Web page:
On the other hand, China continues to encircle India by developing establishments and infrastructures in all the neighbouring countries of India (Sri Lanka, Myanmar, Bangladesh, Nepal and Pakistan) that have strong military implications. It is arming Pakistan with nuclear weapons and missiles, not to speak of other India-centric ammunition. Of late, China has started controlling water-inflow in rivers like the Brahmaputra, jeoparadising the livelihood of people in the North East and West Bengal.
However, the worst instance of ignoring India’s “core interests” on the part of China is Beijing’s position on Kashmir. The practice of issuing stapled visa and sending its troops in the Pakistan-occupied-Kashmir to safeguard its economic interests (the Karakoram Highway/the $46 billion China-Pakistan Economic Corridor) are really worrying developments for India. China refuses to acknowledge that Kashmir has been an inalienable component of Indian civilisation from time immemorial and that Kashmir’s de facto and de jure status is coterminous with that of India.
In fact, it can be well argued that unlike Kashmir being an integral part of India, China’s linkages with both Taiwan and Tibet are fragile. China’s thousand years of history suggest that Beijing had never any effective control over Taiwan. In fact, until 1895, when China ceded Formosa (the then name of Taiwan) to Japan in perpetuity, no Chinese family from the mainland was allowed to migrate to Taiwan.
But, more interesting is the fact that when Japan surrendered after her defeat in the World War II, it just relinquished its sovereignty over Taiwan without transferring it back to China. Since then Taiwan has been virtually an independent country. Taiwan’s democratic political and economic systems have been totally different from the communist ones in the mainland. Contrary to what China would like the rest of the world to believe, the fact is that Taiwan is going to exist with its own system and features, separate from China, not as a part of it.
As regards Tibet, China needs to realise that India cannot just sever its historical and cultural ties with Tibet, hence the Dalai Lama, to please the Chinese. As I had argued once in Firstpost , India is bound with Tibet, as two of the holiest Hindu shrines, Mount Kailash and Lake Manasarovar, are located there. Tibet is also the source of four great rivers that flow into India.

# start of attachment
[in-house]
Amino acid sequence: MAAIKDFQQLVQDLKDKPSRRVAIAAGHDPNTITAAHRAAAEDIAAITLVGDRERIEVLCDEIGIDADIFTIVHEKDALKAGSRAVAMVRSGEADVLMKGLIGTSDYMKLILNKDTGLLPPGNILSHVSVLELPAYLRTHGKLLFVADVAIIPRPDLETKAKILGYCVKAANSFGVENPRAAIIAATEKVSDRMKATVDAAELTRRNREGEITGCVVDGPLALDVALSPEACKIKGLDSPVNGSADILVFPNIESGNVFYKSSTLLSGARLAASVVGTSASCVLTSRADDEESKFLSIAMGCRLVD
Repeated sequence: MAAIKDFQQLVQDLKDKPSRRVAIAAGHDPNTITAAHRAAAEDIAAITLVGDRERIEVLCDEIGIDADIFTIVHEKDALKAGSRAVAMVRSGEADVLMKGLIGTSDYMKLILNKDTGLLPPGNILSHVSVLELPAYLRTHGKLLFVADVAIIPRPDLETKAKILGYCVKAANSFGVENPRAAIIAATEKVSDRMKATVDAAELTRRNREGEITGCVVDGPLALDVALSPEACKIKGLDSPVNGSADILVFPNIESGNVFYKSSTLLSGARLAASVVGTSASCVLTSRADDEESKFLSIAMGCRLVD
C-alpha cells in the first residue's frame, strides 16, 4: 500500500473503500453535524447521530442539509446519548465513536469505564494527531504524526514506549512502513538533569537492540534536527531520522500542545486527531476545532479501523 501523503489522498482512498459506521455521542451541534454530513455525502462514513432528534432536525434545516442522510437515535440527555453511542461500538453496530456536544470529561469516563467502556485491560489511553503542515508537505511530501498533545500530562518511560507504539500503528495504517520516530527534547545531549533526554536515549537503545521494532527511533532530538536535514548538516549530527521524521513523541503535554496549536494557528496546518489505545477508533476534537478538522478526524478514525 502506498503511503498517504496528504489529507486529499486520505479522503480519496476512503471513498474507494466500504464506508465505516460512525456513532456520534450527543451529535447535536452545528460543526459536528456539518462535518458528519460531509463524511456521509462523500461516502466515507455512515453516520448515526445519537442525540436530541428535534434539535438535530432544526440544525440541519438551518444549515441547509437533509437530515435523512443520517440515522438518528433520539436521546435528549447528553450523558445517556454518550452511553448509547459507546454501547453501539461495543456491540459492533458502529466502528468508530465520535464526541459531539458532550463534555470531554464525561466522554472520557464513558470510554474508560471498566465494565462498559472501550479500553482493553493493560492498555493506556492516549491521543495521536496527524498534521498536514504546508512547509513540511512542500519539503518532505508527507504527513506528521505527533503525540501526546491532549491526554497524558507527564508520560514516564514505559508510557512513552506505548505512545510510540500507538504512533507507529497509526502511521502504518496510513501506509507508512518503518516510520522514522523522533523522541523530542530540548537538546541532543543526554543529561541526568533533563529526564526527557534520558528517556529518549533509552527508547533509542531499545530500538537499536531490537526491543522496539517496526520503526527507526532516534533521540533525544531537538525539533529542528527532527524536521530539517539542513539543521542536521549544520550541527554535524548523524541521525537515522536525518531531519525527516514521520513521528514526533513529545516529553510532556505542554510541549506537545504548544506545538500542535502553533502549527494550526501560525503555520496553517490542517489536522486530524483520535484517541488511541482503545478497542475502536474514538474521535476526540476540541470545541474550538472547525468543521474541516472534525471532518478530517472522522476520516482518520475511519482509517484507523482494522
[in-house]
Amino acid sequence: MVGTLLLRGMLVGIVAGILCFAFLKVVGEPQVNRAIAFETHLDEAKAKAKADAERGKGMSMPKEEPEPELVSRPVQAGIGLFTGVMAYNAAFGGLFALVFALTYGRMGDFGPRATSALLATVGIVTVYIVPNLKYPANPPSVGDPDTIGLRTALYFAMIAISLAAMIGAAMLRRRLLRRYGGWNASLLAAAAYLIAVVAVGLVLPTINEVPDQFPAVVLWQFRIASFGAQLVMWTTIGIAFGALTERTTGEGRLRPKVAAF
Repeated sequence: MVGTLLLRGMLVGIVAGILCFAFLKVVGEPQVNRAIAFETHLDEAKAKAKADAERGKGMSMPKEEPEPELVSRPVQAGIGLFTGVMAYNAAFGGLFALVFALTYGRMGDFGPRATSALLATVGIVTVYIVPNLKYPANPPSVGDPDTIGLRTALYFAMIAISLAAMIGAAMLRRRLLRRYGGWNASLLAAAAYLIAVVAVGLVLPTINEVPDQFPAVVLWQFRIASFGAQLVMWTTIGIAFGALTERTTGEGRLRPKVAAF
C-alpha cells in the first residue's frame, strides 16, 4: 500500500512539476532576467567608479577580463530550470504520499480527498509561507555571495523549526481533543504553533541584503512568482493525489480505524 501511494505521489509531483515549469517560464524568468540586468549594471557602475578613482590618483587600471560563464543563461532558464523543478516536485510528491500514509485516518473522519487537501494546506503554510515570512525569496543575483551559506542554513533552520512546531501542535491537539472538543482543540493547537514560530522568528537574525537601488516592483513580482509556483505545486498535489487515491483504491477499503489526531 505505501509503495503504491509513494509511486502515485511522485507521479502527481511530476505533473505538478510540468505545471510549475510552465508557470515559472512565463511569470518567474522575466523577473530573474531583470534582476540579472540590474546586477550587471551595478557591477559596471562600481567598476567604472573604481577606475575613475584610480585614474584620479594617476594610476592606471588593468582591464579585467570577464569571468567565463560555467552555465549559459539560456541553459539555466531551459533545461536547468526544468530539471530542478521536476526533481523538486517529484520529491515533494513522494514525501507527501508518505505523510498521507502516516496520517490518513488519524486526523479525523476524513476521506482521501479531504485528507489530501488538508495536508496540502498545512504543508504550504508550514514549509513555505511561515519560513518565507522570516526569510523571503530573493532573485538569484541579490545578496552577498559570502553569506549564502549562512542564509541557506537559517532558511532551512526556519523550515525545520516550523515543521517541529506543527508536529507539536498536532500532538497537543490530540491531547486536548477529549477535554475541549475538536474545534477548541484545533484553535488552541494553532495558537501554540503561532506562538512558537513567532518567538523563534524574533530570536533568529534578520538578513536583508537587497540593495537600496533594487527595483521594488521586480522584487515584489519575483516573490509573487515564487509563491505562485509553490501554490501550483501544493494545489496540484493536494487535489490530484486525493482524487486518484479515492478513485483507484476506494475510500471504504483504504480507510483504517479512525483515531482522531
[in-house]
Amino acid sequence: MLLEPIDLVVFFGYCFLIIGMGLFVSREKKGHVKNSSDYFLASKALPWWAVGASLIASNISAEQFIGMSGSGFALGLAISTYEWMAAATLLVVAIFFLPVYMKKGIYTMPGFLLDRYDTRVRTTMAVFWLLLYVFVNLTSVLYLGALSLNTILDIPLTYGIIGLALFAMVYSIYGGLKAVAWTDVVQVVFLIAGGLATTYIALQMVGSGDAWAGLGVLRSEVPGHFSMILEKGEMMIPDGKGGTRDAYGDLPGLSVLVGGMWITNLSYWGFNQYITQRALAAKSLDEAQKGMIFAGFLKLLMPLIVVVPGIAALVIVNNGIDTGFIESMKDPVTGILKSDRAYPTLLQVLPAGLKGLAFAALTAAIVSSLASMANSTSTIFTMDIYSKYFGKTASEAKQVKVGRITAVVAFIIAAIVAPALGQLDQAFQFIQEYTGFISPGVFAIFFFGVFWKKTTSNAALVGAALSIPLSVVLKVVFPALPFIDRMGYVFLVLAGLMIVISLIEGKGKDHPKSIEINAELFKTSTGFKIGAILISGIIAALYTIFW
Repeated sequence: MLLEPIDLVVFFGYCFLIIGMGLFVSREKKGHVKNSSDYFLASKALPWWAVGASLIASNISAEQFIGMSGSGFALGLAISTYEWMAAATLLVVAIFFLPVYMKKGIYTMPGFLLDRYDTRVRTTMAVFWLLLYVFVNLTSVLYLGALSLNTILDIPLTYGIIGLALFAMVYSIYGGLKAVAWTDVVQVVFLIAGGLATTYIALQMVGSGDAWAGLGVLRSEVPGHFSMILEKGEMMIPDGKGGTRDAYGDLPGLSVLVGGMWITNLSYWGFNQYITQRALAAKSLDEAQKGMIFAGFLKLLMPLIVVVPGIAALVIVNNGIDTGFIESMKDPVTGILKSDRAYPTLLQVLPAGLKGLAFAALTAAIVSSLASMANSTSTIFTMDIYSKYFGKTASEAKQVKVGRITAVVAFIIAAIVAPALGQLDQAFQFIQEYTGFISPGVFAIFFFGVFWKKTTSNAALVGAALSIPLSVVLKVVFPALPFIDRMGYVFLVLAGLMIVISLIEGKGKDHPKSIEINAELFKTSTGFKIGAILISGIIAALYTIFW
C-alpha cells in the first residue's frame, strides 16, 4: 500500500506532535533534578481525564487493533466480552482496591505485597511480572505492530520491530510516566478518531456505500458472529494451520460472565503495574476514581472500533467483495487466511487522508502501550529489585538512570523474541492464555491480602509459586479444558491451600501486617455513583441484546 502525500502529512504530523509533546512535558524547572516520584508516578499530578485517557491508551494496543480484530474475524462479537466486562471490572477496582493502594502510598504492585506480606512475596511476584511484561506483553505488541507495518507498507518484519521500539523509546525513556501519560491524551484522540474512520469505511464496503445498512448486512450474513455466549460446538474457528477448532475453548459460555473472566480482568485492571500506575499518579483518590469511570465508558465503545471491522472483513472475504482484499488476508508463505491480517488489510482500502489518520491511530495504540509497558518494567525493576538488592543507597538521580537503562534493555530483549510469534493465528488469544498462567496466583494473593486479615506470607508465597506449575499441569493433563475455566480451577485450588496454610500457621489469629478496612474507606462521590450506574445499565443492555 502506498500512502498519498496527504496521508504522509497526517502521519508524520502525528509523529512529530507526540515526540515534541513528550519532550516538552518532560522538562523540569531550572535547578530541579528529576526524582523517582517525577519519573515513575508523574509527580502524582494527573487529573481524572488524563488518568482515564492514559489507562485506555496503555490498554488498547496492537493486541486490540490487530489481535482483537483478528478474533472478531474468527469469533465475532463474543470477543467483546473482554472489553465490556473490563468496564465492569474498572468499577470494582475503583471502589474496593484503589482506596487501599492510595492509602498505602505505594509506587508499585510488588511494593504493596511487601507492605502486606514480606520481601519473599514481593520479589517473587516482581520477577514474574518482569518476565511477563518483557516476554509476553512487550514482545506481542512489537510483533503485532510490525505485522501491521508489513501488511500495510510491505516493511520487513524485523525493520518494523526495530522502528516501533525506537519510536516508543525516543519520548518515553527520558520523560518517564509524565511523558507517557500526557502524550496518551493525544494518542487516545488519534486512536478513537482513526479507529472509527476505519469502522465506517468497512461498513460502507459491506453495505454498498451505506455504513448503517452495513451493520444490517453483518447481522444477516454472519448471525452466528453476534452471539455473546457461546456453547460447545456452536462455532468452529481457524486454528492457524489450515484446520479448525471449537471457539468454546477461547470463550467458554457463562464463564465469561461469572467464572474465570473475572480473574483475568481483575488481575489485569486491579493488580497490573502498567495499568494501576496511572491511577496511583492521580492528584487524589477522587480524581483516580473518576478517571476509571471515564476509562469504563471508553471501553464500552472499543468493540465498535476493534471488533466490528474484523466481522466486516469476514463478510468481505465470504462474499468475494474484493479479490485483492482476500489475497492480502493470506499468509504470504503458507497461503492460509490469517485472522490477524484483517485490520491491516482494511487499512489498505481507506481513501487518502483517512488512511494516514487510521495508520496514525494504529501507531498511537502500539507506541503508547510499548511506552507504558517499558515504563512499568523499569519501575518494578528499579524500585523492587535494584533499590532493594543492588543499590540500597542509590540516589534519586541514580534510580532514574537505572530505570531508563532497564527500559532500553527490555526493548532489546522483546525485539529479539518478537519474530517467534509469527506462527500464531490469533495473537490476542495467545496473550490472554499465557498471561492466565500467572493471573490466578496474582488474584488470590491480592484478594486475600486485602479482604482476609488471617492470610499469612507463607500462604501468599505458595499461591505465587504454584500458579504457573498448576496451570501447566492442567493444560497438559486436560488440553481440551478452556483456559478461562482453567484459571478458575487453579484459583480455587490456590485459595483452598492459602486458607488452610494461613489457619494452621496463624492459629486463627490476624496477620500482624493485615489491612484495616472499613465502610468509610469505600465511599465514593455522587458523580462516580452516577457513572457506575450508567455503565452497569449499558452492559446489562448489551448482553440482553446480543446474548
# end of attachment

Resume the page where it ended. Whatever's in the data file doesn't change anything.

The Dalai Lama has periodically pointed out that the Tibetans are descendants of Rupati, king of a south Indian kingdom who escaped to Tibet with his subjects after the epic Mahabharata War. As for the king of Tibet, it is believed that around 150 BC a prince of the Magadha Kingdom (present-day Bihar state) escaped to Tibet after being exiled from his kingdom. Tibetans named him Nyatri Tsenpo and made him their king, and so began the Tibetan royal lineage. A closer look at geography, ancestry and royal dynasties reveals close ties between India and Tibet.
The Chinese say that Tibet became a part of the Chinese empire when the great Mongol Genghis Khan annexed Tibet (most parts of it) in the early 13th century. It is a strange logic, because taken to its logical conclusion, one could argue that China is a part of Mongolia and does not deserve to exist as an independent nation! Secondly, why are the Chinese not claiming a quarter of Europe, Russia and the whole of West Asia (Middle East) and Central Asia since these also constituted the Mongol empire of Genghis Khan?
The problem with the Chinese version of history is where to draw the line. After all, it is also a fact that the pre-Mongol history of Tibet was militarily glorious. In the eighth century, the Tibetan empire was expanding at such a pace that at one time the then Chinese emperor had to flee his capital and a Tibetan nominee was put on the Chinese throne! Peace was restored in the year 821 with the conclusion of a Treaty, which laid down clearly the boundaries between China and Tibet. It read: “Tibet and China shall abide by the frontiers of which they are now in occupation. All to the East is the country of Great China; and all to the west is, without question, the country of Great Tibet….” And when one talks of recent history, the fact remains that whether it was Britain until 1947 or the former Soviet Union until 1990, the widely-held view was that Tibet belonged to “India’s sphere of influence.”
The moral of the story thus is that the Chinese theory of core interests is not based on any sound principles; it is the ugly manifestation of its increasing power.